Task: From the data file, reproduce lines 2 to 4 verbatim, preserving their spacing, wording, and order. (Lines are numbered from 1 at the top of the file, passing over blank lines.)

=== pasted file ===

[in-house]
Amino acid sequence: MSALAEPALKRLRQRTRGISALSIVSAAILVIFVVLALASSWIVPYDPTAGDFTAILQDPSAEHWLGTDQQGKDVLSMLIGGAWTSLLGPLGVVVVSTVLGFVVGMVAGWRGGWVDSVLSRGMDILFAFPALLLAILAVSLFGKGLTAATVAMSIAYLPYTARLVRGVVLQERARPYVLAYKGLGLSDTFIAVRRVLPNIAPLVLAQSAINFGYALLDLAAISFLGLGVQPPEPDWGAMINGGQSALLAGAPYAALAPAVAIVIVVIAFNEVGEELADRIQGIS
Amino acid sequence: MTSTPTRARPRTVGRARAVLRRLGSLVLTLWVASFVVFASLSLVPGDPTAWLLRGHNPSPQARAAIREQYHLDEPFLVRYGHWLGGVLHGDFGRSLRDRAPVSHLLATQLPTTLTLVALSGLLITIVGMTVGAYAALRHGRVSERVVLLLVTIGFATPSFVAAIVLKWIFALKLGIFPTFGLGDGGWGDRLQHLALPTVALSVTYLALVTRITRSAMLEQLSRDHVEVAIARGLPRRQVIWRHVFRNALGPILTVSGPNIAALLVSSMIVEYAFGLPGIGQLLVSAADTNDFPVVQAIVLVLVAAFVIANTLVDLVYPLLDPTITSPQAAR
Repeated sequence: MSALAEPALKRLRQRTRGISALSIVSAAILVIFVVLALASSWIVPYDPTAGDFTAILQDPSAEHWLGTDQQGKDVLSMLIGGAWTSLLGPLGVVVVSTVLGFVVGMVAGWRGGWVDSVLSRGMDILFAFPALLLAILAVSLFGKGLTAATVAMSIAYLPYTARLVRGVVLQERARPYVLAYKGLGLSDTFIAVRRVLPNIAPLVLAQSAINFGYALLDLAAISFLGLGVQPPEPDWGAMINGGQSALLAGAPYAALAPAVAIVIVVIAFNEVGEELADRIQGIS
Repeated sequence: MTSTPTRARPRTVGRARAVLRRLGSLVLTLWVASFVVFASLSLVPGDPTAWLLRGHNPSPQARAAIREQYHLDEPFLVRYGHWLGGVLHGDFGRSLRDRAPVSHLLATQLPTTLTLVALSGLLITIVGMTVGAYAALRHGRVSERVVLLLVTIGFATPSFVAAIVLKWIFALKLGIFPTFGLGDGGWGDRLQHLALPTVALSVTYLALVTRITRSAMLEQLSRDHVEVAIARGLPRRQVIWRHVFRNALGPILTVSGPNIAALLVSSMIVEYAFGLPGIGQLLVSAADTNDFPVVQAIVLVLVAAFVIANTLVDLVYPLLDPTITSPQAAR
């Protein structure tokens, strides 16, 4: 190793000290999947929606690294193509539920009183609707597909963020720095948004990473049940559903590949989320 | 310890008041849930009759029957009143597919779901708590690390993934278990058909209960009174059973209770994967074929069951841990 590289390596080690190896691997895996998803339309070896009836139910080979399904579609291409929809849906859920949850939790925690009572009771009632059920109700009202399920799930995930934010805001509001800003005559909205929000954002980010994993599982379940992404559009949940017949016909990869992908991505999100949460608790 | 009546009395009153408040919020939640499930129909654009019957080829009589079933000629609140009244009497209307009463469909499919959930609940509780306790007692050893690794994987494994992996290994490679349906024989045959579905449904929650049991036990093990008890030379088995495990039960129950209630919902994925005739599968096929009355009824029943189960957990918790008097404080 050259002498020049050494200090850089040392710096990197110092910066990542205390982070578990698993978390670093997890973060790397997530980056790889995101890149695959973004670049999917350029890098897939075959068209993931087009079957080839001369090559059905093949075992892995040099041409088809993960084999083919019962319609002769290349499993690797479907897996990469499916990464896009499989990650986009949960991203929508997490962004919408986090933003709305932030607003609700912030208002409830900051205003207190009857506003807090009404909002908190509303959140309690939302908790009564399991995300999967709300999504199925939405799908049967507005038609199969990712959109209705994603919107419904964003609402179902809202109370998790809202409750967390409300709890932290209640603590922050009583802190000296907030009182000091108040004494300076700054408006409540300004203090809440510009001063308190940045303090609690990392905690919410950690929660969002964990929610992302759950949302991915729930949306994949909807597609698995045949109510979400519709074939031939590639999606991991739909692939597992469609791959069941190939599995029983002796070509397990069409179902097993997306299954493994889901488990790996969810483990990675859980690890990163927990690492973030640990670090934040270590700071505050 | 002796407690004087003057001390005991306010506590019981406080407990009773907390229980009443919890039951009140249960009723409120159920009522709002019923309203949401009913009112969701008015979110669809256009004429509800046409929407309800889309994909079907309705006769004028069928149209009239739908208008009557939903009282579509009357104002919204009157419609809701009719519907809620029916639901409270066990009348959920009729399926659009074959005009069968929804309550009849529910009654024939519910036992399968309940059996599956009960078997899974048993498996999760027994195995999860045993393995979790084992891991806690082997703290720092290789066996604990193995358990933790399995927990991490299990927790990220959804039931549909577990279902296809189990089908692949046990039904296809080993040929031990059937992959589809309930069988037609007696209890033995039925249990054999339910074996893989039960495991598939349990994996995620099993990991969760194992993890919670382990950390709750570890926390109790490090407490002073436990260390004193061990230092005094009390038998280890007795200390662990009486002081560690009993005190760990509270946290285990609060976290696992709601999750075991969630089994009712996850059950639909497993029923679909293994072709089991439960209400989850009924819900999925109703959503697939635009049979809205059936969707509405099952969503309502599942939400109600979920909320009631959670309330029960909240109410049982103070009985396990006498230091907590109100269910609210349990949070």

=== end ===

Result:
Amino acid sequence: MSALAEPALKRLRQRTRGISALSIVSAAILVIFVVLALASSWIVPYDPTAGDFTAILQDPSAEHWLGTDQQGKDVLSMLIGGAWTSLLGPLGVVVVSTVLGFVVGMVAGWRGGWVDSVLSRGMDILFAFPALLLAILAVSLFGKGLTAATVAMSIAYLPYTARLVRGVVLQERARPYVLAYKGLGLSDTFIAVRRVLPNIAPLVLAQSAINFGYALLDLAAISFLGLGVQPPEPDWGAMINGGQSALLAGAPYAALAPAVAIVIVVIAFNEVGEELADRIQGIS
Amino acid sequence: MTSTPTRARPRTVGRARAVLRRLGSLVLTLWVASFVVFASLSLVPGDPTAWLLRGHNPSPQARAAIREQYHLDEPFLVRYGHWLGGVLHGDFGRSLRDRAPVSHLLATQLPTTLTLVALSGLLITIVGMTVGAYAALRHGRVSERVVLLLVTIGFATPSFVAAIVLKWIFALKLGIFPTFGLGDGGWGDRLQHLALPTVALSVTYLALVTRITRSAMLEQLSRDHVEVAIARGLPRRQVIWRHVFRNALGPILTVSGPNIAALLVSSMIVEYAFGLPGIGQLLVSAADTNDFPVVQAIVLVLVAAFVIANTLVDLVYPLLDPTITSPQAAR
Repeated sequence: MSALAEPALKRLRQRTRGISALSIVSAAILVIFVVLALASSWIVPYDPTAGDFTAILQDPSAEHWLGTDQQGKDVLSMLIGGAWTSLLGPLGVVVVSTVLGFVVGMVAGWRGGWVDSVLSRGMDILFAFPALLLAILAVSLFGKGLTAATVAMSIAYLPYTARLVRGVVLQERARPYVLAYKGLGLSDTFIAVRRVLPNIAPLVLAQSAINFGYALLDLAAISFLGLGVQPPEPDWGAMINGGQSALLAGAPYAALAPAVAIVIVVIAFNEVGEELADRIQGIS